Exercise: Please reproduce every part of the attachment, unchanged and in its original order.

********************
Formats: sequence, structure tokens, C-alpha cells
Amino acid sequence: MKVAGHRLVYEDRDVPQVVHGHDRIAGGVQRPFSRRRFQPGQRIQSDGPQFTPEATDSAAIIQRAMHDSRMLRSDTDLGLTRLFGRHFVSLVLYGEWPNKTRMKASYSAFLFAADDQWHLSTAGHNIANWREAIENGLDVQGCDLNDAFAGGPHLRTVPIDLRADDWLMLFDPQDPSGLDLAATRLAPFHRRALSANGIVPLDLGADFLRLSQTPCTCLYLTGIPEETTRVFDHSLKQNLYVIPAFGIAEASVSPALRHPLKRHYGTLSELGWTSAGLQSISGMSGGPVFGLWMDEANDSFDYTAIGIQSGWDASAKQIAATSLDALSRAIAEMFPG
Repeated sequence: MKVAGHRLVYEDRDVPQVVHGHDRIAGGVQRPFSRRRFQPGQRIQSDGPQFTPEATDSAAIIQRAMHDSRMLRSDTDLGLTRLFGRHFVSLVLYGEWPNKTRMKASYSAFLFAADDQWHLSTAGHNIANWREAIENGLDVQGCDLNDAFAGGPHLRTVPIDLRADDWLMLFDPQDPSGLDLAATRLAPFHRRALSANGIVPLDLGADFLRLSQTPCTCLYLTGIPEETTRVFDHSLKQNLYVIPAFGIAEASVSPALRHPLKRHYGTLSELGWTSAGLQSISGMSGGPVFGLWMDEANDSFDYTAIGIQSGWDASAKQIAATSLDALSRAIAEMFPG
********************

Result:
Formats: sequence, structure tokens, C-alpha cells
Amino acid sequence: MKVAGHRLVYEDRDVPQVVHGHDRIAGGVQRPFSRRRFQPGQRIQSDGPQFTPEATDSAAIIQRAMHDSRMLRSDTDLGLTRLFGRHFVSLVLYGEWPNKTRMKASYSAFLFAADDQWHLSTAGHNIANWREAIENGLDVQGCDLNDAFAGGPHLRTVPIDLRADDWLMLFDPQDPSGLDLAATRLAPFHRRALSANGIVPLDLGADFLRLSQTPCTCLYLTGIPEETTRVFDHSLKQNLYVIPAFGIAEASVSPALRHPLKRHYGTLSELGWTSAGLQSISGMSGGPVFGLWMDEANDSFDYTAIGIQSGWDASAKQIAATSLDALSRAIAEMFPG
Repeated sequence: MKVAGHRLVYEDRDVPQVVHGHDRIAGGVQRPFSRRRFQPGQRIQSDGPQFTPEATDSAAIIQRAMHDSRMLRSDTDLGLTRLFGRHFVSLVLYGEWPNKTRMKASYSAFLFAADDQWHLSTAGHNIANWREAIENGLDVQGCDLNDAFAGGPHLRTVPIDLRADDWLMLFDPQDPSGLDLAATRLAPFHRRALSANGIVPLDLGADFLRLSQTPCTCLYLTGIPEETTRVFDHSLKQNLYVIPAFGIAEASVSPALRHPLKRHYGTLSELGWTSAGLQSISGMSGGPVFGLWMDEANDSFDYTAIGIQSGWDASAKQIAATSLDALSRAIAEMFPG